HYDE by Daniel Levine

Boston and New York: Houghton Mifflin Harcourt, 2014. $24.00

Whilst Daniel Levine has created an intense atmosphere of suspense with rich sensory detail, HYDE is neither a mystery nor a thriller. It is a horror story. Levine admits as much in his introduction to Robert Louis Stevenson’s THE STRANGE CASE OF DR. JEKYLL AND MR. HYDE. Levine attributes the success of Stevenson’s short novel to “its conjuration of our most nightmarish fascination: the horror of self-transformation. Horror not at changing from I into Other, but at changing from I into something repulsive and alien that the unfortunate transformer must admit is also I" (304). In this re-imaginative telling of the classic tale, Levine presents a Jekyll who is no saint and a Hyde who is no demon.

(If readers have not read THE STRANGE CASE OF DR. JEKYLL AND MR. HYDE or have not read it recently, than I strongly suggest doing so before reading HYDE. It gives greater clarity to Levine’s reinterpretation. Given the publisher has wisely provided it at the back of the attractive hardback, readers have no excuse for not acquainting themselves.)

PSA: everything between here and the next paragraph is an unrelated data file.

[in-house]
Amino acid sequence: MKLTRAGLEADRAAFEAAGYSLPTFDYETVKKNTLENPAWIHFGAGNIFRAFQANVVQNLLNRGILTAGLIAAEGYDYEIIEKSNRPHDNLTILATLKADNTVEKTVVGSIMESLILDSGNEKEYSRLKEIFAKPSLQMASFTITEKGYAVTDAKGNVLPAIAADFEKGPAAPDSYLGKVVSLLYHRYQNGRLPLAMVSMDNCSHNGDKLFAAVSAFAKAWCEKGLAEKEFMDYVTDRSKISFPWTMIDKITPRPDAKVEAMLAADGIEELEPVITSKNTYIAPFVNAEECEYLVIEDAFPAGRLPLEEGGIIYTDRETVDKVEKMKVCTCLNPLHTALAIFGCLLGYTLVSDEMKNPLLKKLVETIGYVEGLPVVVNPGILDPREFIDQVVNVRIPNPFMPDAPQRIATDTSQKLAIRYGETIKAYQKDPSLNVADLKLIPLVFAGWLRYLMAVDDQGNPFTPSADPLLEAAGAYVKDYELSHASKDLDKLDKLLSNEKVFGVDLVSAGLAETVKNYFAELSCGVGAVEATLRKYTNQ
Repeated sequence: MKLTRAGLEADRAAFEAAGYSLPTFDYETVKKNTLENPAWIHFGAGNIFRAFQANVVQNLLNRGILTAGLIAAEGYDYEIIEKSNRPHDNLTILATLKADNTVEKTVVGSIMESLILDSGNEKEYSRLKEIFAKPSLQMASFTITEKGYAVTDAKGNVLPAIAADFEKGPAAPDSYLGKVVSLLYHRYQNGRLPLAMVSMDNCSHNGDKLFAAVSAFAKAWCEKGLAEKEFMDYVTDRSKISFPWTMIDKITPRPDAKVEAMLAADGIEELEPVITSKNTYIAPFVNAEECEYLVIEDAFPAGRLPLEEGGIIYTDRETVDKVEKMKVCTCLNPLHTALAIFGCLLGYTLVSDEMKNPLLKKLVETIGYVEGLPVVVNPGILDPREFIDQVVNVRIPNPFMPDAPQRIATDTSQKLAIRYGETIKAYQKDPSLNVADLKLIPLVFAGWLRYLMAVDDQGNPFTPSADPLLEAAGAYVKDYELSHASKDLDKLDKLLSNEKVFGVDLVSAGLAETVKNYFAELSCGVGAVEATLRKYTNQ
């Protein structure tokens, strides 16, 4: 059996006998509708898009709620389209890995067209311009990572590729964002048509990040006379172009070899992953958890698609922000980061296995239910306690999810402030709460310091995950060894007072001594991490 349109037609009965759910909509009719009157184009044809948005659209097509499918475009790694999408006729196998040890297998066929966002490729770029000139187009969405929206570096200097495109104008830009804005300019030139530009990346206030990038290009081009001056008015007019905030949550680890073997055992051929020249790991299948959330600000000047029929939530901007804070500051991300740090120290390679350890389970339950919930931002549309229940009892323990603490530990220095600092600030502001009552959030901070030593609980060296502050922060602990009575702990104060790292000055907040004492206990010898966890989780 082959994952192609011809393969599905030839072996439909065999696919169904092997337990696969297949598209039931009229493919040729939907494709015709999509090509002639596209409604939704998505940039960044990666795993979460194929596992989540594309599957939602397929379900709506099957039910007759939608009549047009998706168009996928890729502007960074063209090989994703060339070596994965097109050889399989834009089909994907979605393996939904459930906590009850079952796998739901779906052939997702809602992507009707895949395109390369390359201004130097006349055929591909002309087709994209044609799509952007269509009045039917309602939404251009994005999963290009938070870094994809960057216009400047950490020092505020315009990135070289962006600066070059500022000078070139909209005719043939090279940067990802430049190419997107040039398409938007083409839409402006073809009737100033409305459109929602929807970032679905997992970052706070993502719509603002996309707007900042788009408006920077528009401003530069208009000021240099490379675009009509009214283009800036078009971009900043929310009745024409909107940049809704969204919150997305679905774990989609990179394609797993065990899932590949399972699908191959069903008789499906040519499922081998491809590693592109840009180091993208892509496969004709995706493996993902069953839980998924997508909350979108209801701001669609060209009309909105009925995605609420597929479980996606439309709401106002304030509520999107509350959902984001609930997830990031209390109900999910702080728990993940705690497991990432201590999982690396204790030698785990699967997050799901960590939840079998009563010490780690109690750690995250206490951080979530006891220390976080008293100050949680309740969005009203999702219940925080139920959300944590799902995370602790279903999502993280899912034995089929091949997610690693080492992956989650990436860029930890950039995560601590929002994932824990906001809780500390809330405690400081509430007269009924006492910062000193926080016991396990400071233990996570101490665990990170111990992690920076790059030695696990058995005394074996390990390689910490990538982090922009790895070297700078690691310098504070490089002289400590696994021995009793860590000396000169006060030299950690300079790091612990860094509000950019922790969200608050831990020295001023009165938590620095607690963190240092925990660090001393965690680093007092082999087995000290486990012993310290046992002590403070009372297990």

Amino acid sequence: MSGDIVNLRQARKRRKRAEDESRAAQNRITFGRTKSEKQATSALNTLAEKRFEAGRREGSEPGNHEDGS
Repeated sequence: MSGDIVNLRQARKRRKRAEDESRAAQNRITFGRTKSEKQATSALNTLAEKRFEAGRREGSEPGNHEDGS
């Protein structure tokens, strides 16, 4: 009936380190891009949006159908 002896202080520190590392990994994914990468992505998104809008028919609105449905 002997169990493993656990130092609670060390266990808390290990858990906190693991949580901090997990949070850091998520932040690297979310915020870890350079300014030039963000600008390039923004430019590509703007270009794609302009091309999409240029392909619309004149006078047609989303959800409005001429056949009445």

In the four days between Dr. Henry Jekyll’s “death” and Poole and Utterson’s breaking down the door to Jekyll’s cabinet, Edward Hyde recounts his “life”. In many ways, it is Hyde’s attempt to understand how he came to be in this terrible débâcle, one leading only to “extinction”. Hyde springs fully grown from Jekyll’s psyche, rather like Athena from Zeus’s head but without her wisdom or knowledge. He is a scientific experiment given physical form then let loose in Victorian London. The two parts of Jekyll’s psyche are still loosely integrated, with each exerting influence over the other. Jekyll, however, holds back experiences and memories; this pattern of behavior cripples Hyde as he struggles to live--to experience, to understand, to create his own worldview. Jekyll is, in modern parlance, a control freak and for good reason. He has things to hide, horrible things that corrode his carefully constructed image of himself, that eventually annihilate his very being. Hyde pieces these things together over the course of his short life--abuse, adultery, fornication, professional failure, and sexual inadequacy. Hyde uncovers the truth just before he, too, chooses extinction.

HYDE is a literary novel with a strong post-modernist foundation. Levine takes the old detective’s adage “everybody lies” to its post-modernist conclusion--“nobody is knowable”. Good detectives know that whilst people lie, they do so when they have reason so to do. Postmodernism supposes we can never know anything, largely because we can never get past ourselves, our own psyches, our own biases.

So it is with HYDE.